When did men of the cloth stop being willing to go to jail for what they believe? Or could it be that these guys really don’t believe what they are doing is “the right thing to do” in spite of the law.

Oh, you mean they just don’t want to follow Saint Paul’s example and go to jail?


27 posted on 05/27/2010 3:06:50 PM PDT by MIchaelTArchangel (Obama makes me miss Jimmah Cahtah!)
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To: SeekAndFind
A Phoenix-based youth pastor is worried that his ministry could face legal troubles under Arizona’s new immigration law.

If you can't do the time, don't do the crime.

I don't care what costume the lawbreakers are hiding behind; if they are breaking the law, which they obviously intend to do, they need to be prosecuted.

28 posted on 05/27/2010 3:07:34 PM PDT by meadsjn (Sarah 2012, or sooner)
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To: SeekAndFind
“We don’t ask people for their documents to come hear about Jesus,” said Ian Danley, youth pastor at Neighborhood Ministries

He shouldn't have to. That little detail should have been taken care of already at the border/entry point.

29 posted on 05/27/2010 3:19:06 PM PDT by Alex Murphy (Pretentiousness is so beneath me.)
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To: Anti-Utopian; SeekAndFind
Any law that prohibits what God commands, or commands what God prohibits, is an unjust law. We are obliged by God to disobey such laws.

That's why some people in the Bible are commended for breaking certain laws (e.g. the Egyptian midwives.)

30 posted on 05/27/2010 3:24:18 PM PDT by Mrs. Don-o (Mammalia Primatia Hominidae Homo sapiens. Still working on the "sapiens" part.)
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To: SeekAndFind

They need to quit whining and build a church in Mexico.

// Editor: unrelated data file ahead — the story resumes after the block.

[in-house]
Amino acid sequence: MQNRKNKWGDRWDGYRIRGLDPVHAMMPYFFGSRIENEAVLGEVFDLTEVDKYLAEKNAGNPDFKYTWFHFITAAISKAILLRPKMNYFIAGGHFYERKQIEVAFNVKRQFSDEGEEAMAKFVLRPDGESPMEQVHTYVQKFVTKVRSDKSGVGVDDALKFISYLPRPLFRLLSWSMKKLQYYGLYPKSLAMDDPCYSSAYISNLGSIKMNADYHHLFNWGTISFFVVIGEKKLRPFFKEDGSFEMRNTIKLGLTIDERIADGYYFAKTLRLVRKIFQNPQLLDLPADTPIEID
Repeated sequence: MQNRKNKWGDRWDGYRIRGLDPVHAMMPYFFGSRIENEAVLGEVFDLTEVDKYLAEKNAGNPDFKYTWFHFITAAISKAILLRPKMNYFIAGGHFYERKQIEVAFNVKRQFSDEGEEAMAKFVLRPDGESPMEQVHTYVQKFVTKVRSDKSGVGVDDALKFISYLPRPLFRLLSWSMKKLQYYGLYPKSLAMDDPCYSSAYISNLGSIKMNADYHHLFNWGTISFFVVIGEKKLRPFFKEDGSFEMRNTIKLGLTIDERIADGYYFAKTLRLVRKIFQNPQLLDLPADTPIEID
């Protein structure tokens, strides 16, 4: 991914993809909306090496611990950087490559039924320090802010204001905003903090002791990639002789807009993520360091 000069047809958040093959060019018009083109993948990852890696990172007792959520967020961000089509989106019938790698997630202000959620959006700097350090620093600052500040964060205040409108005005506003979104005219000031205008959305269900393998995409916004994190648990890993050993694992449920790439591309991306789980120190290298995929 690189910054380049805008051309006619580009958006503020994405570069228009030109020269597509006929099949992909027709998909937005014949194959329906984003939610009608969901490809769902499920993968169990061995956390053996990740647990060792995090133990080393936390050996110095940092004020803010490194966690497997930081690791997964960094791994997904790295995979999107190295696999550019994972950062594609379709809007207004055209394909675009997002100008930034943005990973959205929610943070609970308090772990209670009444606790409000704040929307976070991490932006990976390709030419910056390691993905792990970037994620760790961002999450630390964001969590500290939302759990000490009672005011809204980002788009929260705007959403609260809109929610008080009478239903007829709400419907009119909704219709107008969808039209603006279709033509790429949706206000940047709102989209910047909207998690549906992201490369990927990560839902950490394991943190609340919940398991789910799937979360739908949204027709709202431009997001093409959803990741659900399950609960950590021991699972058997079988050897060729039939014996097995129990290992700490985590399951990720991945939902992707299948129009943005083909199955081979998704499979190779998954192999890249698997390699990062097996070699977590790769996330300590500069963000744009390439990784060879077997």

31 posted on 05/27/2010 3:25:16 PM PDT by nolongerademocrat ("Before you ask G-d for something, first thank G-d for what you already have." B'rachot 30b)
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To: SeekAndFind

Oops, I see you answered that question. Glad to see we both had the same answer!


32 posted on 05/27/2010 3:26:58 PM PDT by Mrs. Don-o (Mammalia Primatia Hominidae Homo sapiens. Still working on the "sapiens" part.)
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To: SeekAndFind

Just think, Reverend, you’ll be able to evangelize to plenty of people in jail when you get there.


33 posted on 05/27/2010 3:28:22 PM PDT by Opinionated Blowhard
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To: 1_Inch_Group; 2sheep; 2Trievers; 3AngelaD; 3pools; 3rdcanyon; 4Freedom; 4ourprogeny; 7.62 x 51mm; ..

Ping!


34 posted on 05/27/2010 3:51:05 PM PDT by HiJinx (~ Illegal is a Crime, it is not a Race ~)
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To: SeekAndFind

“Under the legislation, immigrants in Arizona are required to carry their alien registration documents at all times or face possible arrest”

This ‘reporter’ needs to check 8 USC 1034(e) resident aliens are required to carry thier I-511 (green card) at all time.

Been that way since, what, 1940?


35 posted on 05/27/2010 5:21:01 PM PDT by ASOC (Things are not always as they appear, ask the dog chasing the car)
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To: stripes1776
Your analogy is flawed. No one is persecuting Mexicans.

I made no flawed analogy. My argument is this -- THERE ARE CASES WHERE THERE ARE UNJUST LAWS WHERE CHRISTIANS HAVE NO CHOICE BUT TO DISOBEY THEM.

Look at my previous posts in this thread and ask yourself if I ever insinuated that our immigration laws are unjust laws. I never did.
36 posted on 05/27/2010 5:47:53 PM PDT by SeekAndFind
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To: SeekAndFind

Arrest them and strip them of their tax exempt status.


37 posted on 05/27/2010 5:48:28 PM PDT by dalereed
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To: SeekAndFind
Look at my previous posts in this thread and ask yourself if I ever insinuated that our immigration laws are unjust laws. I never did.